Iran General NewsBritain walks out of Iran's Ahmadinejad's anti-Semitic speech at...

Britain walks out of Iran’s Ahmadinejad’s anti-Semitic speech at UN


ImageDaily Telegraph: Britain walked out of a speech by President Mahmoud Ahmadinejad of Iran at the United Nations on Wednesday night in protest at anti-Semitic remarks. The Daily Telegraph

Britain walked out of a speech by President Mahmoud Ahmadinejad of Iran at the United Nations on Wednesday night in protest at anti-Semitic remarks.

By Alex Spillius in New York

ImageThe speech came as the international community raised the pressure on Iran to acknowledge its nuclear programme ahead of key talks next week.

South American delegations also marched from the grand hall at UN headquarters when the controversial leader denounced what he said was a global Jewish conspiracy, amid a long rant against capitalism and Western hypocrisy.

He denounced a "small minority dominating much of the world through a complicated network", and went on to call Iran a "glorious, democratic nation".

The United States, Canada and Israel decided earlier to boycott the speech before the annual UN General Assembly, after Mr Ahmadinejad repeated his denial of the Holocaust in a speech in Iran on Monday. He has also regularly called on Jews to leave Israel.

The discord over his appearance in New York came amid a heightened international effort to rein in Iran's suspected nuclear weapon plans.

The US, Britain, France, Germany, Russia and China – the so-called EU3 + 3 grouping that deals with Iran's nuclear threat, issued a statement on Wednesday night saying it expected a "serious response" from Iran at the October 1 meeting, when the US will join direct joint talks with Iranians.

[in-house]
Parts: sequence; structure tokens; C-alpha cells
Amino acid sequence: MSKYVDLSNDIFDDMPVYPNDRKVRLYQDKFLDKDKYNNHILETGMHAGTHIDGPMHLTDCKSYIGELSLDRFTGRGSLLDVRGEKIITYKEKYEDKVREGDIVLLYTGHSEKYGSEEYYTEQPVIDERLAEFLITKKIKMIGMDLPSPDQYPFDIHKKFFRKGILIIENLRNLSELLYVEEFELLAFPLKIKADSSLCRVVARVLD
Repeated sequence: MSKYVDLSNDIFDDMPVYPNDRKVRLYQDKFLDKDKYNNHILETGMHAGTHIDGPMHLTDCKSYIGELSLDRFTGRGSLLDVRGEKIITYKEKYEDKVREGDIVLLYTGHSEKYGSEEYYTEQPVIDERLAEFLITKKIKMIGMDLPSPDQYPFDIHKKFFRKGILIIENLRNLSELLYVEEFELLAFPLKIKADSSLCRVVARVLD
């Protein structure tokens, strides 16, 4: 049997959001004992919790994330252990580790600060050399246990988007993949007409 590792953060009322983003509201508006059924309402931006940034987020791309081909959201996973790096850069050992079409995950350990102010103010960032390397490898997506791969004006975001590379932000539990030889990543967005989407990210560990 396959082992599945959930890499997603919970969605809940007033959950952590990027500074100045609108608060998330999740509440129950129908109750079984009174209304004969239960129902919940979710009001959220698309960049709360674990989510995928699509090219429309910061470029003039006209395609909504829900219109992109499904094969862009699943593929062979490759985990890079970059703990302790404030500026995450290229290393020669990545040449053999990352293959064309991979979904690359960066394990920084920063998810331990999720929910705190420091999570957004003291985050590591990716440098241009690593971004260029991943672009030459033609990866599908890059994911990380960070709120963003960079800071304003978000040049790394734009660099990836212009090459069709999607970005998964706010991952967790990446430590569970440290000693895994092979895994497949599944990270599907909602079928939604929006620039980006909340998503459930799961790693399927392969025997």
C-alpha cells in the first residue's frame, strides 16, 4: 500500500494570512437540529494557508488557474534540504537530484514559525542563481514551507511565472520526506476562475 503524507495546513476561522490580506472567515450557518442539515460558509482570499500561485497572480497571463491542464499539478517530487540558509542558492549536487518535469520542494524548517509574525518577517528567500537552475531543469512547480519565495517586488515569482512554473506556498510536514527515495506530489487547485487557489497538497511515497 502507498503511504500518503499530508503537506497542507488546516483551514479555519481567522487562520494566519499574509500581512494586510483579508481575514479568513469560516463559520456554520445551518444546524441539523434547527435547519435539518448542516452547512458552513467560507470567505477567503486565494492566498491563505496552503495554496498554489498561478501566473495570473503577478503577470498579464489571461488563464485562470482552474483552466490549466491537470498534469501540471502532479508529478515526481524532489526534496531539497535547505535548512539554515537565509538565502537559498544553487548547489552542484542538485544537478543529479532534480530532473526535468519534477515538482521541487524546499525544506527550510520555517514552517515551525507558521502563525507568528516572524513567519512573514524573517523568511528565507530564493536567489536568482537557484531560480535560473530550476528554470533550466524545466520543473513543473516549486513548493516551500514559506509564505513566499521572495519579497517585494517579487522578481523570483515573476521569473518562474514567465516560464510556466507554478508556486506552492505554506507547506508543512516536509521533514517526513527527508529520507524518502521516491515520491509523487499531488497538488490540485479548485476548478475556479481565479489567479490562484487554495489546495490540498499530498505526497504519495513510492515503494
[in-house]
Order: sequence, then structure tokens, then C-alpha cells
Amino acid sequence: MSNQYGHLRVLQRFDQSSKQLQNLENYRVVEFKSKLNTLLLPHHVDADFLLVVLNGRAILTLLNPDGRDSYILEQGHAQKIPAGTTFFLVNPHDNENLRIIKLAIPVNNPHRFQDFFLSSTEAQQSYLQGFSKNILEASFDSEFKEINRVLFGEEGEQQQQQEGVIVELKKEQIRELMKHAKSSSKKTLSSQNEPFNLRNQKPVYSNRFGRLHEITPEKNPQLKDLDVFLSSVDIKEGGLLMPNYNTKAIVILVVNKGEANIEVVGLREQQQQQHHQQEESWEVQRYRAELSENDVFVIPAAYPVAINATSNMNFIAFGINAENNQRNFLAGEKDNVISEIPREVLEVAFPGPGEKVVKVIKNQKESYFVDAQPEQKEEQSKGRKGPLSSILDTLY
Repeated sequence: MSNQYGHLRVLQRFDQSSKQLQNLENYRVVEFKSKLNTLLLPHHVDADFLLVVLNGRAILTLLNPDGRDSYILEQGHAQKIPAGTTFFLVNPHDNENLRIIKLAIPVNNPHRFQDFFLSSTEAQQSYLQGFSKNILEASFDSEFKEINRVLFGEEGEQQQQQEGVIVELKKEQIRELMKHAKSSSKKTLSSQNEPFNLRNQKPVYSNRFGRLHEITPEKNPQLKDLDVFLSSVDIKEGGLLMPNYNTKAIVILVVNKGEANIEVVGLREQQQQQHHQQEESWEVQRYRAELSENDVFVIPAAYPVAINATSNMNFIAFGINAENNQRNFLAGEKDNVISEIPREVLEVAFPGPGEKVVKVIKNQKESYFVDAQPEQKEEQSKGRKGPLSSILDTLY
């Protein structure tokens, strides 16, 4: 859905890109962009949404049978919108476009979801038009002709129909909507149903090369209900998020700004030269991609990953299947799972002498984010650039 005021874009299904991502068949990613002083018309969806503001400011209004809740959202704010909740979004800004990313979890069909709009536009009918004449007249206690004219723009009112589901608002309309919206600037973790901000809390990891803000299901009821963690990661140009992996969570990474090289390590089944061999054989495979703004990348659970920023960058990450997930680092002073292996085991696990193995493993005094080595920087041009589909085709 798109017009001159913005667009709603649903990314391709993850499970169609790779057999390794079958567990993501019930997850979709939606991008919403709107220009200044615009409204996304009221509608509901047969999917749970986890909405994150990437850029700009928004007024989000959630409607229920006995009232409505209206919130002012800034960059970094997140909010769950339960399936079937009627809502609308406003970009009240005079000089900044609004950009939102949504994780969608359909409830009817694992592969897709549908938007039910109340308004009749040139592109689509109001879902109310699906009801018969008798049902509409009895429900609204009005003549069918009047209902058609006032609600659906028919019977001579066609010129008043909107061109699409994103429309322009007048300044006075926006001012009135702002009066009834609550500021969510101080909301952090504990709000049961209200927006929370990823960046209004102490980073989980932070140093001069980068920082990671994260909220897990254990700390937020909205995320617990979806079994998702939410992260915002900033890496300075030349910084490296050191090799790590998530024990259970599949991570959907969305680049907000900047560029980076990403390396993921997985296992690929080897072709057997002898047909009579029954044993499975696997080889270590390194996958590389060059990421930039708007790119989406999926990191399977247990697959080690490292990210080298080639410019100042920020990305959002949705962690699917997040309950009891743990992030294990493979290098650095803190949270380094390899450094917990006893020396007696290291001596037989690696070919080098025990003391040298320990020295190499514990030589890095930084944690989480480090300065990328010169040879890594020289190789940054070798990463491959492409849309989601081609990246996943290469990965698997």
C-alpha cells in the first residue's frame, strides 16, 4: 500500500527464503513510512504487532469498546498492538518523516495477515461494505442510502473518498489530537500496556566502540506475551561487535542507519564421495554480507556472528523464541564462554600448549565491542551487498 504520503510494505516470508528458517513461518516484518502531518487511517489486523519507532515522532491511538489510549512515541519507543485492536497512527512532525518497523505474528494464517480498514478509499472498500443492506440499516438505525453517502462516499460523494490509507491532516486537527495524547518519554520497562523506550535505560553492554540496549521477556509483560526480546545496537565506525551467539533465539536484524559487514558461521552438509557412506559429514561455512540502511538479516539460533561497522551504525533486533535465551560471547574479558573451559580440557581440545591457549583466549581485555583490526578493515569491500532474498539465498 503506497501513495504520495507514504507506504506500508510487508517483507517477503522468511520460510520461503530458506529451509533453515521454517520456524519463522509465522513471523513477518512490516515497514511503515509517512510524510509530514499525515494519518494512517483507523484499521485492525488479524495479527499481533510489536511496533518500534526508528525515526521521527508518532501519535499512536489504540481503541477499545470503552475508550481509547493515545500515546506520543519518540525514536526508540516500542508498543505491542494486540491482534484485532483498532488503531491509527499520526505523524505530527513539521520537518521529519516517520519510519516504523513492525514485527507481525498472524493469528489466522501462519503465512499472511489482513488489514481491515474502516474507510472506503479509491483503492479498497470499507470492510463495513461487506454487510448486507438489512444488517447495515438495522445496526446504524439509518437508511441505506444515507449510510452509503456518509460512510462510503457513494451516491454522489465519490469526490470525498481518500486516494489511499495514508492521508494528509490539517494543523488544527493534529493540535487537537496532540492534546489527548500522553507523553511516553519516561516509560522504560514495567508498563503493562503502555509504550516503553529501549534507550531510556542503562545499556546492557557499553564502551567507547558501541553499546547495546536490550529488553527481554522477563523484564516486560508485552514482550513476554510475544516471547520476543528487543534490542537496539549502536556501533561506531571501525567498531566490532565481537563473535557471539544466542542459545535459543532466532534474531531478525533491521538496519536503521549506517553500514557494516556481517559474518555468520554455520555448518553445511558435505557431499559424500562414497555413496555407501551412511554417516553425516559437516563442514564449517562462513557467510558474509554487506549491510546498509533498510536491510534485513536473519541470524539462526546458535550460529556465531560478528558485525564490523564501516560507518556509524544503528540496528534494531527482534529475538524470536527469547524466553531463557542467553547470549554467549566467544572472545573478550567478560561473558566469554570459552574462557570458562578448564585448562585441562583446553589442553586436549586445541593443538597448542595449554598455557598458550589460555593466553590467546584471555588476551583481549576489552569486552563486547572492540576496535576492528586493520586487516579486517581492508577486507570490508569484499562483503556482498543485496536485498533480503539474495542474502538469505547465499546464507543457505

Hillary Clinton, the US Secretary of State, said it was a "powerful statement".

"As a group we remain united in pressing Iran to comply with its international obligations," she said. "We want to see a serious effort by Iran to discuss the nuclear issue which we are putting on the table."

The Western powers in the group were encouraged by a suggestion from Dmitry Medvedev, the Russian president, that Moscow would be more prepared to accept impose sanctions.

Speaking after talks with President Barack Obama on the sidelines of the UN meeting, he said: "Sanctions rarely lead to productive results, but in some cases sanctions are inevitable."

Mr Medvedev also urged the international community to send the right signals and incentives to Tehran, which has always insisted its nuclear development is purely for peaceful purposes.

Russia, which has strong trade links with Russia and has supplied materials for its nuclear energy programme, has stiffly resisted sanctions so far.

"We need to help Iran to [make] the right decisions," he said.

Mr Obama meanwhile warned Iran that time was running out to open the doors of its nuclear programme to the rest of the world.

"Serious additional sanctions remain a possibility," the president said, calling on Tehran to "seize the opportunity" at the talks with the permanent five UN Security Council members plus Germany.

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